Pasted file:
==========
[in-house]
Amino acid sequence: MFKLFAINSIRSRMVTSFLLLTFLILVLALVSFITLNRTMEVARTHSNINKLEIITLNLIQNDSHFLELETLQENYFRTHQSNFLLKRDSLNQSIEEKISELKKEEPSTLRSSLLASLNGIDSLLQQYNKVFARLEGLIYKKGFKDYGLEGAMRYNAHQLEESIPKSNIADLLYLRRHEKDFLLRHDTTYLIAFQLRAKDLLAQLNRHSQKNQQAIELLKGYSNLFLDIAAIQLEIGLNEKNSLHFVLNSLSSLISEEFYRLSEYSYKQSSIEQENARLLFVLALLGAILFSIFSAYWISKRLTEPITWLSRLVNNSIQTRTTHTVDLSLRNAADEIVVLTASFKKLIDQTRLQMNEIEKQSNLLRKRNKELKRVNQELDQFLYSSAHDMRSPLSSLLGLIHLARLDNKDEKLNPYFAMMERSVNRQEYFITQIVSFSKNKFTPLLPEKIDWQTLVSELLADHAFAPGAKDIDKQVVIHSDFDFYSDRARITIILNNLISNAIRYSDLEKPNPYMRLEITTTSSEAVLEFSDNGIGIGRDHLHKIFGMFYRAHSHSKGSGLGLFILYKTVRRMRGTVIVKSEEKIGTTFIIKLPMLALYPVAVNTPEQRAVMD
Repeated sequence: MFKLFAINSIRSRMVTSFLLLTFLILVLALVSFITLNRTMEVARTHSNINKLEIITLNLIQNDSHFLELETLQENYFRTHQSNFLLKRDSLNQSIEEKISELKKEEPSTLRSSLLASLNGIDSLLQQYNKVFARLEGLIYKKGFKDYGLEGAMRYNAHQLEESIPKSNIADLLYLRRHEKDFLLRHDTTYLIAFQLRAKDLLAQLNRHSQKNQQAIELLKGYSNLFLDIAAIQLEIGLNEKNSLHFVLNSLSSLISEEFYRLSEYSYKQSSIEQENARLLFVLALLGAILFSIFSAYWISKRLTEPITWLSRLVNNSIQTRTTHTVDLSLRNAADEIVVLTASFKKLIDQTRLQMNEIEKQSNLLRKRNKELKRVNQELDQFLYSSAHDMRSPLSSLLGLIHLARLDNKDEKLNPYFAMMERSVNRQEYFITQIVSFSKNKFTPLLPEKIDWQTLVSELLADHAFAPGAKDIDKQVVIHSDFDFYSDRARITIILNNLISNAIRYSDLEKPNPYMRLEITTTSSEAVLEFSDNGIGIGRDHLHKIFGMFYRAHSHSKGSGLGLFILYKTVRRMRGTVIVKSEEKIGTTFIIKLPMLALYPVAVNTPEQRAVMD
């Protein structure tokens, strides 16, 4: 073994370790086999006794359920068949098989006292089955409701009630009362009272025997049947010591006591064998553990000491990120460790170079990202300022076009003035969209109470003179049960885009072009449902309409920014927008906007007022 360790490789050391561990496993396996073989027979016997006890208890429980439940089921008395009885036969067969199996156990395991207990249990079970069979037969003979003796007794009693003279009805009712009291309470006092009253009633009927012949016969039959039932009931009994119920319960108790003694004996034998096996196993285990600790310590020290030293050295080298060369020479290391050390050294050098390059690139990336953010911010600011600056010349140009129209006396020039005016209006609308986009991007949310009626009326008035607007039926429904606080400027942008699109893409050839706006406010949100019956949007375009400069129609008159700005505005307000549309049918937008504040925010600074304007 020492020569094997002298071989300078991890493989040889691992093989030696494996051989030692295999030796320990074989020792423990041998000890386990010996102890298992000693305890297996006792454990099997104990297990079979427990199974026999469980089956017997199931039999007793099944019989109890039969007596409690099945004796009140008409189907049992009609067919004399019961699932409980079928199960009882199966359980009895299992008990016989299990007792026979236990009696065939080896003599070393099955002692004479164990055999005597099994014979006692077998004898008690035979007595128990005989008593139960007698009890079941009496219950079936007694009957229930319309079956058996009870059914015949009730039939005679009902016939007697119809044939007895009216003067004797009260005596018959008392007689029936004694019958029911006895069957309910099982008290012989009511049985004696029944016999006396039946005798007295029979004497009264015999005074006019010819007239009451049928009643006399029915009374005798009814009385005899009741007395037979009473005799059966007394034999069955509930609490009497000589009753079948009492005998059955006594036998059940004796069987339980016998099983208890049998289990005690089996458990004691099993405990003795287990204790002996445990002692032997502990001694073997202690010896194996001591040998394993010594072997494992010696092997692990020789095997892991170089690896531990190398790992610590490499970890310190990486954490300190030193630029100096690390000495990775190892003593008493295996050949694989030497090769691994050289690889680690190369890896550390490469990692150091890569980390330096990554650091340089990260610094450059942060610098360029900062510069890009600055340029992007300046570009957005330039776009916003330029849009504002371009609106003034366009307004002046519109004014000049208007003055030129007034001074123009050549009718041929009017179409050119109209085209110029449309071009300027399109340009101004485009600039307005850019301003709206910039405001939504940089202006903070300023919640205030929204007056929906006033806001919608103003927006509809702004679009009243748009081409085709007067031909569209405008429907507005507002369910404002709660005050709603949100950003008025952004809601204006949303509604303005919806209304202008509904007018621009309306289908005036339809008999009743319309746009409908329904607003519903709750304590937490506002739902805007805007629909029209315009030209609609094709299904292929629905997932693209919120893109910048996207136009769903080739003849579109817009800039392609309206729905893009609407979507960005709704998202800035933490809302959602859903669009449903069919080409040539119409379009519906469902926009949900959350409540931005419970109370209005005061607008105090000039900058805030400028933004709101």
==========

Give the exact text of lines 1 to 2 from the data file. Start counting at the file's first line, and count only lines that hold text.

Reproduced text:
[in-house]
Amino acid sequence: MFKLFAINSIRSRMVTSFLLLTFLILVLALVSFITLNRTMEVARTHSNINKLEIITLNLIQNDSHFLELETLQENYFRTHQSNFLLKRDSLNQSIEEKISELKKEEPSTLRSSLLASLNGIDSLLQQYNKVFARLEGLIYKKGFKDYGLEGAMRYNAHQLEESIPKSNIADLLYLRRHEKDFLLRHDTTYLIAFQLRAKDLLAQLNRHSQKNQQAIELLKGYSNLFLDIAAIQLEIGLNEKNSLHFVLNSLSSLISEEFYRLSEYSYKQSSIEQENARLLFVLALLGAILFSIFSAYWISKRLTEPITWLSRLVNNSIQTRTTHTVDLSLRNAADEIVVLTASFKKLIDQTRLQMNEIEKQSNLLRKRNKELKRVNQELDQFLYSSAHDMRSPLSSLLGLIHLARLDNKDEKLNPYFAMMERSVNRQEYFITQIVSFSKNKFTPLLPEKIDWQTLVSELLADHAFAPGAKDIDKQVVIHSDFDFYSDRARITIILNNLISNAIRYSDLEKPNPYMRLEITTTSSEAVLEFSDNGIGIGRDHLHKIFGMFYRAHSHSKGSGLGLFILYKTVRRMRGTVIVKSEEKIGTTFIIKLPMLALYPVAVNTPEQRAVMD